BEIJING (Reuters) - China’s Defense Ministry said on Tuesday that two more former senior officers were being investigated for corruption, as part of a sweeping campaign against graft which has already felled dozens of senior people.
In a brief statement, the ministry said that Kou Tie, former commander of the Heilongjiang military region in northern China, had been put under investigation last November for suspected “serious discipline violations”. He was handed over to military prosecutors last month.
The other officer was named as Liu Zhanqi, a former communications division commander for the paramilitary People’s Armed Police, also suspected of “serious discipline violations”, common wording for corruption. He was handed to military prosecutors last month as well.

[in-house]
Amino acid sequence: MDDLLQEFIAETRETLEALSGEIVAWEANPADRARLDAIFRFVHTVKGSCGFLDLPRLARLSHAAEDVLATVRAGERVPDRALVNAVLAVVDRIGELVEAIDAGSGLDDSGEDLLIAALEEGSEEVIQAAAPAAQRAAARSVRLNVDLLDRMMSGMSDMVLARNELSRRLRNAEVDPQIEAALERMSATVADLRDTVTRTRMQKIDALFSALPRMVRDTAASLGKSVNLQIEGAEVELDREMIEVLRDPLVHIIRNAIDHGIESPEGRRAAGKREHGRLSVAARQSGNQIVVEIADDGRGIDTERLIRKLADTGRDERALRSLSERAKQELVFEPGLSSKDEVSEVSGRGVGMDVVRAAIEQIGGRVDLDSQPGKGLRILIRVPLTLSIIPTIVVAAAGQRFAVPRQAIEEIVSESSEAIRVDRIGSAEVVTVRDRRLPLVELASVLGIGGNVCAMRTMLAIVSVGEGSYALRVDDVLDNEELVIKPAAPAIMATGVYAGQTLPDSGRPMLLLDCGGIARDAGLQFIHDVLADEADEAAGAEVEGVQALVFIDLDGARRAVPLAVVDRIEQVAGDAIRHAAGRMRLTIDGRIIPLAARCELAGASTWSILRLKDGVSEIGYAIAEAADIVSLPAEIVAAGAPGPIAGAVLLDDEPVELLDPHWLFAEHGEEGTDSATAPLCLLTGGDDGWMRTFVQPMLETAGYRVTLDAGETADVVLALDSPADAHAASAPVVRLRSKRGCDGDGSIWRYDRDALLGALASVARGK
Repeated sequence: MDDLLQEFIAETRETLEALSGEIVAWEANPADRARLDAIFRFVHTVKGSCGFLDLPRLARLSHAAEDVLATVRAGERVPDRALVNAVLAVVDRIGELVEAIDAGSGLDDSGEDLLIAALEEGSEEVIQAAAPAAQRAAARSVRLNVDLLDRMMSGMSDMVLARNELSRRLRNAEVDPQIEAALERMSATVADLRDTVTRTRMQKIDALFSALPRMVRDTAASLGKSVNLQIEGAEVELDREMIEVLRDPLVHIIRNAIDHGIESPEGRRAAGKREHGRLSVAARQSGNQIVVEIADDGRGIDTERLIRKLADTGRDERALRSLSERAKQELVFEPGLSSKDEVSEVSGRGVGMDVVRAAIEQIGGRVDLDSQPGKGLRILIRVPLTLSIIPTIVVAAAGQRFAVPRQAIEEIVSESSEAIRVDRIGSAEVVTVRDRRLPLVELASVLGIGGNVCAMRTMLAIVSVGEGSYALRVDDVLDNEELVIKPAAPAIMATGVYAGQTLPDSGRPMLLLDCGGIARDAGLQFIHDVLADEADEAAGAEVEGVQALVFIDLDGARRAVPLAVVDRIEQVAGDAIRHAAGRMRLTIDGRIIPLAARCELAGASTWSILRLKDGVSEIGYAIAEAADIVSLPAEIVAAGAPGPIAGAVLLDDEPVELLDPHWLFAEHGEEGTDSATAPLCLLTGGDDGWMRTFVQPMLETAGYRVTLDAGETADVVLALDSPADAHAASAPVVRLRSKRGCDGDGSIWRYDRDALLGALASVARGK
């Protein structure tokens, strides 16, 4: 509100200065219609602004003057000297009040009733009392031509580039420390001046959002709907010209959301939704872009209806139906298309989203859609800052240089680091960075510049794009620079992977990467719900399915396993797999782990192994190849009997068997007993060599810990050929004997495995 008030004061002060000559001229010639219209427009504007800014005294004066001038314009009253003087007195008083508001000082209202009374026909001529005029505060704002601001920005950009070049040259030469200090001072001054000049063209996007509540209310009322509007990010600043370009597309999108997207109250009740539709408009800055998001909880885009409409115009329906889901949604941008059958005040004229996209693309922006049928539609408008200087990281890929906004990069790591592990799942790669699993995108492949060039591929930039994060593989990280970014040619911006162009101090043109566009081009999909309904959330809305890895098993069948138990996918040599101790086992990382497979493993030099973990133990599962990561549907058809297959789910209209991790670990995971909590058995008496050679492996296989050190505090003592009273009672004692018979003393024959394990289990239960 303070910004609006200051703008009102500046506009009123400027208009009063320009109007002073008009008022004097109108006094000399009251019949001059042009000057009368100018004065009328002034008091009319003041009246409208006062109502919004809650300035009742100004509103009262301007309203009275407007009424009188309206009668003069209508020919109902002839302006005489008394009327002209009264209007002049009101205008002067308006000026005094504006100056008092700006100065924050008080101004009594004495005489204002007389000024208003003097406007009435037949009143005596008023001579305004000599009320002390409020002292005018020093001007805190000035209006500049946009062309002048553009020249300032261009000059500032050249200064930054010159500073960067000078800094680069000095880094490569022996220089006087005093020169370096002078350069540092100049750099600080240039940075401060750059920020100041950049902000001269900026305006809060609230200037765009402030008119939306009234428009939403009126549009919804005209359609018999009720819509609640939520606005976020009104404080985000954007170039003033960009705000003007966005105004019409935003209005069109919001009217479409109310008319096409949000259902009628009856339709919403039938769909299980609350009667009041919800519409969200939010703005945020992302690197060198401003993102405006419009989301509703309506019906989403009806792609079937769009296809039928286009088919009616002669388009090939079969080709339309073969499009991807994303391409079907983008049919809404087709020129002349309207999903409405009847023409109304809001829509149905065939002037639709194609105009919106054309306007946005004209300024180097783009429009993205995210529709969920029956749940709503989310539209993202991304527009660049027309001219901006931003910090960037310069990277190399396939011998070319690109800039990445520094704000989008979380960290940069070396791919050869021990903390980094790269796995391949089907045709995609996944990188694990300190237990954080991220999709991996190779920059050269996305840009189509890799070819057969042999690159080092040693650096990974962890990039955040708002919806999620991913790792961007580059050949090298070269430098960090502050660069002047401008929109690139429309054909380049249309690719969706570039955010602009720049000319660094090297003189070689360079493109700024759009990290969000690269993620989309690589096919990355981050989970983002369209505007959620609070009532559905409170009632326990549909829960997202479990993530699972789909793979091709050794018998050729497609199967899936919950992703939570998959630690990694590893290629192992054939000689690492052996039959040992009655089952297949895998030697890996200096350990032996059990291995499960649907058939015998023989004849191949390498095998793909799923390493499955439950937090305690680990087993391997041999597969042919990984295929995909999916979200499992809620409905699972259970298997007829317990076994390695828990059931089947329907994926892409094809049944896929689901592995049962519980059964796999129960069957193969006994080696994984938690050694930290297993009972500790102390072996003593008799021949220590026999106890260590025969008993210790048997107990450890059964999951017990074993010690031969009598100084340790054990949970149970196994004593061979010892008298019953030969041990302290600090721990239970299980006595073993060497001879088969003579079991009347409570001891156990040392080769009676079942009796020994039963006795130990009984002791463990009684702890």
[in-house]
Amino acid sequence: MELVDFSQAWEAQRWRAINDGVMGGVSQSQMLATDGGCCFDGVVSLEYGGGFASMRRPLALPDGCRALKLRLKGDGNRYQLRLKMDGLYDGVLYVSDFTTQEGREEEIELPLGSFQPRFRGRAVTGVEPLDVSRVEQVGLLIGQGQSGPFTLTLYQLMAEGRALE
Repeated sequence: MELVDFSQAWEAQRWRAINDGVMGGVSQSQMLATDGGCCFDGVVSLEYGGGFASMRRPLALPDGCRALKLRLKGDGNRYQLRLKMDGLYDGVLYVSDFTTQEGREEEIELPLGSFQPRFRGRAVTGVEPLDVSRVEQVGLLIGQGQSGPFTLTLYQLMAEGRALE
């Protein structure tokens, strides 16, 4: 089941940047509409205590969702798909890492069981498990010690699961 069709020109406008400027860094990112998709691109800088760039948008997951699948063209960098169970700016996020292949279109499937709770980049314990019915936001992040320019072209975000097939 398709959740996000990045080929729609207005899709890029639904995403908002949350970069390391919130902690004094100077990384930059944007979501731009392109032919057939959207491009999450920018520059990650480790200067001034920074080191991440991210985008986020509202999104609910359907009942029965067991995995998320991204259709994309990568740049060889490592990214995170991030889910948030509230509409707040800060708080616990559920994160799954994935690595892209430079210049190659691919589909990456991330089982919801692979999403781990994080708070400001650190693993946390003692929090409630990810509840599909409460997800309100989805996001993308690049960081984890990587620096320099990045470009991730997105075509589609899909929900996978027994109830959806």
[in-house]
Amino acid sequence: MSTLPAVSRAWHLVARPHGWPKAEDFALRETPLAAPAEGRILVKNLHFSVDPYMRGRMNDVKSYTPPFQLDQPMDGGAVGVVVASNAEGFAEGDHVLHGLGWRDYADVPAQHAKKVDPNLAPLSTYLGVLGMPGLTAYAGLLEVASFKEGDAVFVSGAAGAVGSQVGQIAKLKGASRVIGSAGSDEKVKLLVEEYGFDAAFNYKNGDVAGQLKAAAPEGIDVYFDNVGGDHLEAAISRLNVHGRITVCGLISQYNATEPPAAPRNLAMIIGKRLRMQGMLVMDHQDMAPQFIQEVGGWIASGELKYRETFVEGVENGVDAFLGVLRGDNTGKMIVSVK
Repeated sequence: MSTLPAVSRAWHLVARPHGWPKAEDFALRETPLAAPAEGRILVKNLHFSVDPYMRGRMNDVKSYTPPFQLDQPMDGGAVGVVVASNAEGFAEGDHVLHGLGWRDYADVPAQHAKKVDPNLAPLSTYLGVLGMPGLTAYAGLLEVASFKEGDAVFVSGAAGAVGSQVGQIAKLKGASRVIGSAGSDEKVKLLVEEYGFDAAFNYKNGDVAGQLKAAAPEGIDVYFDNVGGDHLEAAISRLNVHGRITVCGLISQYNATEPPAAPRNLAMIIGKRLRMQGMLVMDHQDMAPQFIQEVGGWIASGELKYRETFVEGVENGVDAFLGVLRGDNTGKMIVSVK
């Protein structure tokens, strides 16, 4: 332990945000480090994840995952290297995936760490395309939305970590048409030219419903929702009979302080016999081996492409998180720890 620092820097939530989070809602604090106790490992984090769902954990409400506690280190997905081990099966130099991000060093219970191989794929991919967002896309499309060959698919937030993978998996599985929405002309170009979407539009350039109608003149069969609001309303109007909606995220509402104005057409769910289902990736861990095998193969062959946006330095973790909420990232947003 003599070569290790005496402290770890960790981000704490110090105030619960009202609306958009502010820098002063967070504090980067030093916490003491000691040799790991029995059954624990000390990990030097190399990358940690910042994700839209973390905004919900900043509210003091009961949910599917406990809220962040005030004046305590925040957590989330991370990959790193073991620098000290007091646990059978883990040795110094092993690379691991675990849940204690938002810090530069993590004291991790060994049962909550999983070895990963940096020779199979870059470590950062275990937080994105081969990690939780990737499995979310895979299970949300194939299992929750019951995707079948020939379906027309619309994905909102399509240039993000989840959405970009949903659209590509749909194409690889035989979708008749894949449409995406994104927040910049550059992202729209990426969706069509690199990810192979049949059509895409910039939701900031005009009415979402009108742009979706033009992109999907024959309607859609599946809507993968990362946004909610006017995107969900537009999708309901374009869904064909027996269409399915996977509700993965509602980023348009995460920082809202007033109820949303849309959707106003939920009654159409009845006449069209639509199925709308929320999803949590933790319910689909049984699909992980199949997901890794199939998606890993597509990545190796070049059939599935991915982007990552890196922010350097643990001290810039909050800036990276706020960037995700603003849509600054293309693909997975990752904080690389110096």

The ministry gave no further details. Neither case had been reported before.
Weeding out graft in the military is a top goal of President Xi Jinping, chairman of the Central Military Commission, which controls China’s 2.3 million-strong armed forces.
Serving and retired Chinese military officers have said military graft is so pervasive it could undermine China’s ability to wage war, and dozens of senior officers have been taken down.
The anti-graft drive in the military comes as Xi steps up efforts to modernize forces that are projecting power across the disputed waters of the East and South China Seas, though China has not fought a war in decades.
Reporting by Ben Blanchard